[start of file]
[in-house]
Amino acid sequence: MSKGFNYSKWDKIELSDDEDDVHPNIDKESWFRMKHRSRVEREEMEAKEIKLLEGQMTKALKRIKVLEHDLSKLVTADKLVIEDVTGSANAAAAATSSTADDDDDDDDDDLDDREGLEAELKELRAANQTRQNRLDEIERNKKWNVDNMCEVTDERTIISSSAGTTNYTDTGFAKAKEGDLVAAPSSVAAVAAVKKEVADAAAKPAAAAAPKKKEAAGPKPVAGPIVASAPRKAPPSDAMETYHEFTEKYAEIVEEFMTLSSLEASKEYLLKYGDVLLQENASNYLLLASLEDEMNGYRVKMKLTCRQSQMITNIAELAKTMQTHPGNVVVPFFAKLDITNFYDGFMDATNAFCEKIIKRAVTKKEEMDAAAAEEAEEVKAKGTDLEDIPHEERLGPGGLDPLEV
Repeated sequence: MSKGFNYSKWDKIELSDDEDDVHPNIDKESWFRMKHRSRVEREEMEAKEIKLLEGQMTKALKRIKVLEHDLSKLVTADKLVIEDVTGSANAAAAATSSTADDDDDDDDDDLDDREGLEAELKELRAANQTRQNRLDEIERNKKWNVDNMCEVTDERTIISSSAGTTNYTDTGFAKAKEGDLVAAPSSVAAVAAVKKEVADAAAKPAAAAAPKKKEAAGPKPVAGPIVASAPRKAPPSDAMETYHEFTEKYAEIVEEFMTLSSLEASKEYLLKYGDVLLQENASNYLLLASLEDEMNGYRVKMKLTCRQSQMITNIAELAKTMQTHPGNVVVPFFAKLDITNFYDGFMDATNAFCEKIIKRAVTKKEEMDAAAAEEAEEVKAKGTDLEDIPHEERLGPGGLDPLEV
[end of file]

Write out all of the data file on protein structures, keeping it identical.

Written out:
[in-house]
Amino acid sequence: MSKGFNYSKWDKIELSDDEDDVHPNIDKESWFRMKHRSRVEREEMEAKEIKLLEGQMTKALKRIKVLEHDLSKLVTADKLVIEDVTGSANAAAAATSSTADDDDDDDDDDLDDREGLEAELKELRAANQTRQNRLDEIERNKKWNVDNMCEVTDERTIISSSAGTTNYTDTGFAKAKEGDLVAAPSSVAAVAAVKKEVADAAAKPAAAAAPKKKEAAGPKPVAGPIVASAPRKAPPSDAMETYHEFTEKYAEIVEEFMTLSSLEASKEYLLKYGDVLLQENASNYLLLASLEDEMNGYRVKMKLTCRQSQMITNIAELAKTMQTHPGNVVVPFFAKLDITNFYDGFMDATNAFCEKIIKRAVTKKEEMDAAAAEEAEEVKAKGTDLEDIPHEERLGPGGLDPLEV
Repeated sequence: MSKGFNYSKWDKIELSDDEDDVHPNIDKESWFRMKHRSRVEREEMEAKEIKLLEGQMTKALKRIKVLEHDLSKLVTADKLVIEDVTGSANAAAAATSSTADDDDDDDDDDLDDREGLEAELKELRAANQTRQNRLDEIERNKKWNVDNMCEVTDERTIISSSAGTTNYTDTGFAKAKEGDLVAAPSSVAAVAAVKKEVADAAAKPAAAAAPKKKEAAGPKPVAGPIVASAPRKAPPSDAMETYHEFTEKYAEIVEEFMTLSSLEASKEYLLKYGDVLLQENASNYLLLASLEDEMNGYRVKMKLTCRQSQMITNIAELAKTMQTHPGNVVVPFFAKLDITNFYDGFMDATNAFCEKIIKRAVTKKEEMDAAAAEEAEEVKAKGTDLEDIPHEERLGPGGLDPLEV